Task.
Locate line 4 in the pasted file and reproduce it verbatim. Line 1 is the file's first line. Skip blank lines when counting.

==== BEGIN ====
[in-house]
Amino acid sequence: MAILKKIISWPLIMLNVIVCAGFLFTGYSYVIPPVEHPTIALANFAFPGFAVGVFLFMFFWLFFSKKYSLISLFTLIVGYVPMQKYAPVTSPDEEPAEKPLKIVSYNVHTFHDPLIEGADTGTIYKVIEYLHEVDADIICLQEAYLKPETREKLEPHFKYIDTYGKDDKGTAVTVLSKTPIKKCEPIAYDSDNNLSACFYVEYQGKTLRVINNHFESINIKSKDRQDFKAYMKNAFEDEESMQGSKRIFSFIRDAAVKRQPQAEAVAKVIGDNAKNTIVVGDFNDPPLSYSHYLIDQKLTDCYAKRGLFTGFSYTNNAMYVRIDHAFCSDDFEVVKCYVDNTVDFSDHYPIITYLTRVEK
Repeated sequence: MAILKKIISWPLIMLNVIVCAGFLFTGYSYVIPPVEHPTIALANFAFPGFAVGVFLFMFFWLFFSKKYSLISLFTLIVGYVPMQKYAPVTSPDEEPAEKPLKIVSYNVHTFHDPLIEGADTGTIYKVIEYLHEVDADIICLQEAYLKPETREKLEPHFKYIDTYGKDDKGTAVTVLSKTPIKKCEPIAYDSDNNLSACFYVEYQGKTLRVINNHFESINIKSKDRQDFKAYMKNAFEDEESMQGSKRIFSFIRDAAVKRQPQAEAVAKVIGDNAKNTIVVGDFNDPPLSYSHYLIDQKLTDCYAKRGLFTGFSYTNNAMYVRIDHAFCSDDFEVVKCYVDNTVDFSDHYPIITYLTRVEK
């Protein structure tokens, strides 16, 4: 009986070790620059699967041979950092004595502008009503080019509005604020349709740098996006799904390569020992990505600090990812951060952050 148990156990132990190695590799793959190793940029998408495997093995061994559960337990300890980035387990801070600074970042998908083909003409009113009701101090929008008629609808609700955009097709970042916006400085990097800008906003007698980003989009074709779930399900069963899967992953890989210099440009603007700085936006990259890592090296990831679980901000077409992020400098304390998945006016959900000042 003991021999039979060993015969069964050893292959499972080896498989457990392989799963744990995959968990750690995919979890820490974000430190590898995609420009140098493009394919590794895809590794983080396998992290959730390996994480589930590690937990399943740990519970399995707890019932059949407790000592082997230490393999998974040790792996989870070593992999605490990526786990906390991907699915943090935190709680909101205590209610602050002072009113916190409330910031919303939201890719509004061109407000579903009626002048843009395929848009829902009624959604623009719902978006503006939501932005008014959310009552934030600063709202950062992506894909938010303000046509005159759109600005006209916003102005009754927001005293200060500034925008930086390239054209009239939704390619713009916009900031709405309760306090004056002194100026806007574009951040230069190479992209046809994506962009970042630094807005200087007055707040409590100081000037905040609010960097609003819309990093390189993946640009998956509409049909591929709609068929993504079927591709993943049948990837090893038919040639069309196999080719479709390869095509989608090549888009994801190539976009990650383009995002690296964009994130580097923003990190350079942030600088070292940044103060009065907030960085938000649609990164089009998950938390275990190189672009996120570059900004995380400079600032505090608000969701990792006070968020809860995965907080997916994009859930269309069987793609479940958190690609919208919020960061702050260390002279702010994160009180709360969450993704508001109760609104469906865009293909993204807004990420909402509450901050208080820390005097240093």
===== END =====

């Protein structure tokens, strides 16, 4: 009986070790620059699967041979950092004595502008009503080019509005604020349709740098996006799904390569020992990505600090990812951060952050 148990156990132990190695590799793959190793940029998408495997093995061994559960337990300890980035387990801070600074970042998908083909003409009113009701101090929008008629609808609700955009097709970042916006400085990097800008906003007698980003989009074709779930399900069963899967992953890989210099440009603007700085936006990259890592090296990831679980901000077409992020400098304390998945006016959900000042 003991021999039979060993015969069964050893292959499972080896498989457990392989799963744990995959968990750690995919979890820490974000430190590898995609420009140098493009394919590794895809590794983080396998992290959730390996994480589930590690937990399943740990519970399995707890019932059949407790000592082997230490393999998974040790792996989870070593992999605490990526786990906390991907699915943090935190709680909101205590209610602050002072009113916190409330910031919303939201890719509004061109407000579903009626002048843009395929848009829902009624959604623009719902978006503006939501932005008014959310009552934030600063709202950062992506894909938010303000046509005159759109600005006209916003102005009754927001005293200060500034925008930086390239054209009239939704390619713009916009900031709405309760306090004056002194100026806007574009951040230069190479992209046809994506962009970042630094807005200087007055707040409590100081000037905040609010960097609003819309990093390189993946640009998956509409049909591929709609068929993504079927591709993943049948990837090893038919040639069309196999080719479709390869095509989608090549888009994801190539976009990650383009995002690296964009994130580097923003990190350079942030600088070292940044103060009065907030960085938000649609990164089009998950938390275990190189672009996120570059900004995380400079600032505090608000969701990792006070968020809860995965907080997916994009859930269309069987793609479940958190690609919208919020960061702050260390002279702010994160009180709360969450993704508001109760609104469906865009293909993204807004990420909402509450901050208080820390005097240093």